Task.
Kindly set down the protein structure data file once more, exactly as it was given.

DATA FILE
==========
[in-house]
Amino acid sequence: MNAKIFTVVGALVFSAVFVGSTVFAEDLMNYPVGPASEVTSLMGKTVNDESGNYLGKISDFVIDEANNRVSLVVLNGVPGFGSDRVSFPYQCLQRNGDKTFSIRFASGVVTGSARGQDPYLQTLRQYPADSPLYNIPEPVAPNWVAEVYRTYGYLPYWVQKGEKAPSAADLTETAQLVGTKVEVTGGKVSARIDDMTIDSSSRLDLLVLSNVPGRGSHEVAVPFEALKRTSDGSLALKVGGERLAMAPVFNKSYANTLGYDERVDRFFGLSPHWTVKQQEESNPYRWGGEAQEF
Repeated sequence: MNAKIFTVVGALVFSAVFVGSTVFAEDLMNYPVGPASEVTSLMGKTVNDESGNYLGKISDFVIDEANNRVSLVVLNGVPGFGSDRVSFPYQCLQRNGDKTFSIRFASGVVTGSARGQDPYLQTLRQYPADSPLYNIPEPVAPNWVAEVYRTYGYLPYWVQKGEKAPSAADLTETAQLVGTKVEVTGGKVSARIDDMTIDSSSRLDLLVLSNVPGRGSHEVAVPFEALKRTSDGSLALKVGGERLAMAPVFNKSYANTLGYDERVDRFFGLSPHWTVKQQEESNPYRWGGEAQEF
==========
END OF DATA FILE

[in-house]
Amino acid sequence: MNAKIFTVVGALVFSAVFVGSTVFAEDLMNYPVGPASEVTSLMGKTVNDESGNYLGKISDFVIDEANNRVSLVVLNGVPGFGSDRVSFPYQCLQRNGDKTFSIRFASGVVTGSARGQDPYLQTLRQYPADSPLYNIPEPVAPNWVAEVYRTYGYLPYWVQKGEKAPSAADLTETAQLVGTKVEVTGGKVSARIDDMTIDSSSRLDLLVLSNVPGRGSHEVAVPFEALKRTSDGSLALKVGGERLAMAPVFNKSYANTLGYDERVDRFFGLSPHWTVKQQEESNPYRWGGEAQEF
Repeated sequence: MNAKIFTVVGALVFSAVFVGSTVFAEDLMNYPVGPASEVTSLMGKTVNDESGNYLGKISDFVIDEANNRVSLVVLNGVPGFGSDRVSFPYQCLQRNGDKTFSIRFASGVVTGSARGQDPYLQTLRQYPADSPLYNIPEPVAPNWVAEVYRTYGYLPYWVQKGEKAPSAADLTETAQLVGTKVEVTGGKVSARIDDMTIDSSSRLDLLVLSNVPGRGSHEVAVPFEALKRTSDGSLALKVGGERLAMAPVFNKSYANTLGYDERVDRFFGLSPHWTVKQQEESNPYRWGGEAQEF